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Updated 02 June 2014

Anti-ageing: Beating the clock

What exactly is behind the process of ageing? More importantly – can we slow things down a bit? Blame ageing mainly on those three little letters: DNA (deoxyribonucleic acid).

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When we are young and healthy, free of disease and saggy bits, our DNA, which forms the building blocks of life, is healthy and functions as smoothly as a newly serviced car.

The DNA molecules in the nucleus of every cell are bombarded by baddies. Some are from the environment and some are from inside our bodies – and either way, these assaults cause some of the important bonds in these molecules to break.

The good news is that every cell in our bodies has a full army of enzymes available to counteract these breaks, and to repair the DNA. But the bad news: when the damage happens at a faster pace than the repair, the harm become apparent. So as the years creep on, much depends on just how our DNA manages to repair the damage effectively, and in time.

The popular US science magazine, Scientific American, summed it up well when it described ageing as the result of “…the accumulation of random damage to the building blocks of life… that begins early in life and eventually exceeds the body’s self-repair capabilities…”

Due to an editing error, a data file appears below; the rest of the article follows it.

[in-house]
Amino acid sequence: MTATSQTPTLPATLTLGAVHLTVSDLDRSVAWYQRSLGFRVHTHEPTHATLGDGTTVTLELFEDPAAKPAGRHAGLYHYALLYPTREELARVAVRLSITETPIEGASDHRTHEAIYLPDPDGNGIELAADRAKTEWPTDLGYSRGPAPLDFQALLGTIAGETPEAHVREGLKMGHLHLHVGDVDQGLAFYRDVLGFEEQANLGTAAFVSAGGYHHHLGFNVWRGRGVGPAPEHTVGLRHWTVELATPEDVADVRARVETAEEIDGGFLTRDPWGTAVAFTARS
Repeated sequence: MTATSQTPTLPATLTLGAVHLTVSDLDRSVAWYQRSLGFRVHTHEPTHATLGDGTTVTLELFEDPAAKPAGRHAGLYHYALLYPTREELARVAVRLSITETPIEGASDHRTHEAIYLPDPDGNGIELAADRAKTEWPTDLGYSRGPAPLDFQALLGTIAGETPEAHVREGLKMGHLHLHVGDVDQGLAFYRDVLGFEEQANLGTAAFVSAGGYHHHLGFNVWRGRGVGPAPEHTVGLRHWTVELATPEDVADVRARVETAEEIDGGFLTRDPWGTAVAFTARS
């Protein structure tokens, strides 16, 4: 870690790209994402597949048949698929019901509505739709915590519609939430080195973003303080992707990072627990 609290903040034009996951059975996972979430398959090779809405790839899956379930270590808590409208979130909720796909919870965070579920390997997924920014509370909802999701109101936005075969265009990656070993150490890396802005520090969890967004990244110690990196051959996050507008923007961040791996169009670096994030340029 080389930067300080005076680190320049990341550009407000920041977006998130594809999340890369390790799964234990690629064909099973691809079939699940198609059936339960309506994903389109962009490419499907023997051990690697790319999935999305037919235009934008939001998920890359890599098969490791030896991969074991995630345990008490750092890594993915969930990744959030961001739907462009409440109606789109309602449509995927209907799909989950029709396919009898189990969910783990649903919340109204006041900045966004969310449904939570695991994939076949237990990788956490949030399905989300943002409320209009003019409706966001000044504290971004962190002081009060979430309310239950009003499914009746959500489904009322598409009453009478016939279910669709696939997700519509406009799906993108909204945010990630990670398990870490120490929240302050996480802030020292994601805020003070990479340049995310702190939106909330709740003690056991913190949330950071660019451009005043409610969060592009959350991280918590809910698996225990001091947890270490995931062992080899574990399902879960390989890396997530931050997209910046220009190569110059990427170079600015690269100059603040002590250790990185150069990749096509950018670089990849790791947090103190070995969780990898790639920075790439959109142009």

Science fights back
Happily, scientists have accumulated the evidence required to connect many of the dots between random damage, DNA, the body’s self-repair capabilities, degenerative disease and ageing.

They have found that while we cannot stop the creep of time we can do something about how we age.

Researchers have found that several factors play a role in the random damage to DNA, and that there is a protein complex – called NFkB (Nuclear

Factor kappa B) – which takes centre stage in controlling the damage. NFkB regulates a variety of cellular responses, including immune and inflammatory responses, cell survival and cell protection.

It is when the NFkB misfires that things go wrong, and we could be looking at cancer, rheumatoid arthritis, artherosclerosis, diabetes, inflammatory and auto-immune diseases, viral infections, ageing and a growing list of disorders.

The world takes notice
Dr Nicholas Perricone, whose patient list includes Hollywood stars like Jennifer Lopez and Bruce Willis, is one of the US’s prominent anti-ageing practitioners.

Some years back, he produced a work entitled “Inflammation Theory of Ageing”. Suddenly, Oprah (and thus the world) took notice of just how damaging inflammation can be on cell survival. The Perricone Diet, which promotes the avoidance of foods that cause a spike in blood sugar levels, is based on his theory.

So, if we know so much, just how does ageing, the result of insufficient DNA repair, come about? Here’s how it happens: 

The four steps in DNA damage and ageing
Visualise the processes involved in ageing as four (ultimately fatal) strikes by the enemy. 

Strike 1 = Random day-to-day DNA damage.
This is caused by oxidative stress (leading to increased levels of free radicals), environmental pollution, ultraviolet rays, cigarette smoke, trans fatty acids and other unhealthy ingredients in your diet, exercise, stress and other factors.

Strike 2 = Ineffective DNA repair mechanisms.